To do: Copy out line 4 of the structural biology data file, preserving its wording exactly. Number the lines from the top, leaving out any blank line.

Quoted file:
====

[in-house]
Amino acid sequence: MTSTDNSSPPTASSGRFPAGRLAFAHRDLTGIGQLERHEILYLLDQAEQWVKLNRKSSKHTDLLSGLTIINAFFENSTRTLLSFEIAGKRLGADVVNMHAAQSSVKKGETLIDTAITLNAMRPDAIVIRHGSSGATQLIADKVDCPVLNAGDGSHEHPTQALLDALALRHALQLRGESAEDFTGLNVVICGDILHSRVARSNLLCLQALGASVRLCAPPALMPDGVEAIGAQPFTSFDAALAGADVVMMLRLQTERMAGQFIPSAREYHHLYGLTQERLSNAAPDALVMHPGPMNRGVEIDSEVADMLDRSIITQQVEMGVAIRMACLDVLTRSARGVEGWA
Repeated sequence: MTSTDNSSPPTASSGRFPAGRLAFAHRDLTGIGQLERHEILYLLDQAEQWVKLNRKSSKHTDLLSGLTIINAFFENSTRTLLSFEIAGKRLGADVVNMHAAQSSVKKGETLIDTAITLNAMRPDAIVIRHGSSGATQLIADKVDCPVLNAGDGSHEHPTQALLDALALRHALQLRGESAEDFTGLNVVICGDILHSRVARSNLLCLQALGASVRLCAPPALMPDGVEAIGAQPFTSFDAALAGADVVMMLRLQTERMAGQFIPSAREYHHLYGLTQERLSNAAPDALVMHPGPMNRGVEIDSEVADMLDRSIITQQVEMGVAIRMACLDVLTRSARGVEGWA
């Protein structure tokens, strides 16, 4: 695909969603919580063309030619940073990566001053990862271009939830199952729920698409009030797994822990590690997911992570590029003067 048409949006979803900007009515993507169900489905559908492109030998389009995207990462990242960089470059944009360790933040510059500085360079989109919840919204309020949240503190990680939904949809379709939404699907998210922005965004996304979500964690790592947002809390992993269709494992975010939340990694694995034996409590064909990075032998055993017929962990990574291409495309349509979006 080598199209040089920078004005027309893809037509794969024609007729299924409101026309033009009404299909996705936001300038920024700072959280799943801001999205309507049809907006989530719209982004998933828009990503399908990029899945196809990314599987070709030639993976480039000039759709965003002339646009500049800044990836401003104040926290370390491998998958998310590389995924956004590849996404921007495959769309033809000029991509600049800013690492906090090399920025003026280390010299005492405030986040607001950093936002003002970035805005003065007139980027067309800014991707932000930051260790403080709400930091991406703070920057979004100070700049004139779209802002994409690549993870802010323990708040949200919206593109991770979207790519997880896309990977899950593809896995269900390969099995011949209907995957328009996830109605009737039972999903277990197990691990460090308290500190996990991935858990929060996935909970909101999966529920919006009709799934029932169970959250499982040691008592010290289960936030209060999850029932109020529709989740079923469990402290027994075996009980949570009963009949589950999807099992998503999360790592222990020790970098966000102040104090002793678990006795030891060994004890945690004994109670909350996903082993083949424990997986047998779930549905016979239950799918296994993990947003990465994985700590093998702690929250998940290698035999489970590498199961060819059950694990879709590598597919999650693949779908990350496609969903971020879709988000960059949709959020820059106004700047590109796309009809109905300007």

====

């Protein structure tokens, strides 16, 4: 695909969603919580063309030619940073990566001053990862271009939830199952729920698409009030797994822990590690997911992570590029003067 048409949006979803900007009515993507169900489905559908492109030998389009995207990462990242960089470059944009360790933040510059500085360079989109919840919204309020949240503190990680939904949809379709939404699907998210922005965004996304979500964690790592947002809390992993269709494992975010939340990694694995034996409590064909990075032998055993017929962990990574291409495309349509979006 080598199209040089920078004005027309893809037509794969024609007729299924409101026309033009009404299909996705936001300038920024700072959280799943801001999205309507049809907006989530719209982004998933828009990503399908990029899945196809990314599987070709030639993976480039000039759709965003002339646009500049800044990836401003104040926290370390491998998958998310590389995924956004590849996404921007495959769309033809000029991509600049800013690492906090090399920025003026280390010299005492405030986040607001950093936002003002970035805005003065007139980027067309800014991707932000930051260790403080709400930091991406703070920057979004100070700049004139779209802002994409690549993870802010323990708040949200919206593109991770979207790519997880896309990977899950593809896995269900390969099995011949209907995957328009996830109605009737039972999903277990197990691990460090308290500190996990991935858990929060996935909970909101999966529920919006009709799934029932169970959250499982040691008592010290289960936030209060999850029932109020529709989740079923469990402290027994075996009980949570009963009949589950999807099992998503999360790592222990020790970098966000102040104090002793678990006795030891060994004890945690004994109670909350996903082993083949424990997986047998779930549905016979239950799918296994993990947003990465994985700590093998702690929250998940290698035999489970590498199961060819059950694990879709590598597919999650693949779908990350496609969903971020879709988000960059949709959020820059106004700047590109796309009809109905300007």